Greater openness will help China meet the expectations of its people, region
The 18th National Congress of the Chinese Communist Party is selecting a new leader to replace President Hu Jintao. As of press time, it was widely expected that Vice President Xi Jinping would lead the fifth generation of Chinese leaders and take the helm of the world's second biggest economy.
The Chinese presidency will play a critical role in influencing international relations especially for Thailand and Asean. The rise of China not only contributes to the rising wealth within the Asian region it also poses concerns about the predominant role of China, politically and strategically.
The new leader of China will have to lead the most-populous country in the face of a reinforced military presence in the region by the US. Thailand and Asean will have to strike a balanced diplomatic approach to ensure constructive relations with the two super-powers and their leaders in Washington and Beijing.
While there is strong interest in Asia by both superpowers, there should not be a crush in the Asean region.
US President Barack Obama wants to increase economic and political ties with Asia in his second term. He is scheduled to arrive here later this week, stopping in Thailand, Cambodia and Myanmar, now that the once-isolated country has opened up to the world.
Obama is also keen to increase the US military role in Asia, although that will draw a mixed reaction from countries in the region. Given territorial disputes in the South China Sea, both the Philippines and Vietnam are keen to draw the US into the region. However, countries such as Cambodia don't want to offend Beijing, which has been a generous donor to Phnom Penh.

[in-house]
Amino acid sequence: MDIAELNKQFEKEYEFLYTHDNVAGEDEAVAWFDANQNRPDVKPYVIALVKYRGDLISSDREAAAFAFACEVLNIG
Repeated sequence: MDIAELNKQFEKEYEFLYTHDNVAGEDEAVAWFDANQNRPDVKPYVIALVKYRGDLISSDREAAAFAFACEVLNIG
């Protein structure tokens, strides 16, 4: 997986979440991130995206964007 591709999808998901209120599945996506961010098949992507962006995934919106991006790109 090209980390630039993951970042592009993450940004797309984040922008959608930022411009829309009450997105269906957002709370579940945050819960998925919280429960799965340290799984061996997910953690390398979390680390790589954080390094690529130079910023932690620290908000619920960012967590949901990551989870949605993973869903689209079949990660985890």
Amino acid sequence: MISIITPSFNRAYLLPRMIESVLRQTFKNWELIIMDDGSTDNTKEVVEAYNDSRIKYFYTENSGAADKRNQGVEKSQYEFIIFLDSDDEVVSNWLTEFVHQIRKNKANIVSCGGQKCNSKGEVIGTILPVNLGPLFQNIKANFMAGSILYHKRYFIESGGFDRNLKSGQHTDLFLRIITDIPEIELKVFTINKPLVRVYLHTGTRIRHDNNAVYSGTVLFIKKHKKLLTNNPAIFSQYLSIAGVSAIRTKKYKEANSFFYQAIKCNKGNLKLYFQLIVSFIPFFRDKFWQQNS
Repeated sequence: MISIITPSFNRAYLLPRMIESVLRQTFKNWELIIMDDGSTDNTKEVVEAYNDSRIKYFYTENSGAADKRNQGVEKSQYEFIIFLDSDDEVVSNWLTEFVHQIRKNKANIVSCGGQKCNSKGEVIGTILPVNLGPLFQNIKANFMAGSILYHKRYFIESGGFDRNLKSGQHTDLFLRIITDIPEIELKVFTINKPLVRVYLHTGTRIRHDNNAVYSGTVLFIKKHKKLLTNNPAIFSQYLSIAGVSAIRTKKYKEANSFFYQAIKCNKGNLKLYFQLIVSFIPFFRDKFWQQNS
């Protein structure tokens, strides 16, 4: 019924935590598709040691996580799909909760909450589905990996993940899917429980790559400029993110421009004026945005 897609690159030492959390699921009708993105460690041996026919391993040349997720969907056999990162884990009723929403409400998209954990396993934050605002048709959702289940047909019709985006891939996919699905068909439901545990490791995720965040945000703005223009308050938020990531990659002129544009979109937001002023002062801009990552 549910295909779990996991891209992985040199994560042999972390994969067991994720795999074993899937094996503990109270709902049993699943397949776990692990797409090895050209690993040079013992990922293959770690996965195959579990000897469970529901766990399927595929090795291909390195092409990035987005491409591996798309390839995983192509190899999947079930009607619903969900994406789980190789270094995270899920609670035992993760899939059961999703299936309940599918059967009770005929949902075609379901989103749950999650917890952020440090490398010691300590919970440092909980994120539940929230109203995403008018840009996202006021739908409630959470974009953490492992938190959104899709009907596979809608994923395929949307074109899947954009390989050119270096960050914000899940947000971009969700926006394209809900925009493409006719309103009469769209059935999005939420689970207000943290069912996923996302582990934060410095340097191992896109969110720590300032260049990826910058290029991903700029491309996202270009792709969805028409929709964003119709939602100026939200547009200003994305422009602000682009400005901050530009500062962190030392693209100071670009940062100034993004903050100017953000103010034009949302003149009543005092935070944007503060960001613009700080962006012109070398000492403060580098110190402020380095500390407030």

Economic, political implications
Economically, the US hopes to pursue a regional free-trade deal with countries through the Trans-Pacific Partnership Agreement. Beijing, meanwhile, can boost trade ties through free-trade agreements that China has with Asean countries. The Asean Economic Community (AEC) should also further promote the free flow of regional trade with China. Over the past decade, Thailand and Asean have increased economic ties with China. The rise of a more affluent society in China has created huge demand for goods from countries in the region.
Politically, South Asian countries have played a role in linking the superpowers. The East Asian summit, initiated by the 10 Asean states, also includes strategic partners China, the US, plus India, at the same table.
Under President George W Bush, the US was seen to pay less attention to relations with Asean countries, due to the "war on terror" at that time. So the visit by Obama to Southeast Asia marks a timely boost ties with this region. The opening up of Myanmar marks has also added an appeal to the region.
The challenge ahead for the new leader in China is to work constructively with the region. China will have to become more open to embrace its neighbours to ensure peaceful co-existence.
China's new chief will lead the nation into a modern era when there is increased desire from the public to have a louder say politically. Good governance and transparency will be demanded, not just expected. Outgoing President Hu Jintao warned last week abuse of power by Chinese officials could stir up public contempt. Economically, the new leader in
Beijing will face a challenge in addressing the widening gap of income if opportunities to prosper aren't spread evenly through society.
Internationally, the new leader will have to ensure that the rise of China does not lead to hegemony that threatens stability within the region. Any international disputes should be brought to multilateral forums to ensure peaceful existence with the other countries, as there are major concerns about China seeking to dominate, given the spate of territorial disputes in the South China Sea and North Asia.
These are among the challenges that the new Chinese leaders will have to deal with to ensure that China steps into the coming decades with economic prosperity and peace. Indeed, the role of China is vital in ensuring economic security and stability for us all.
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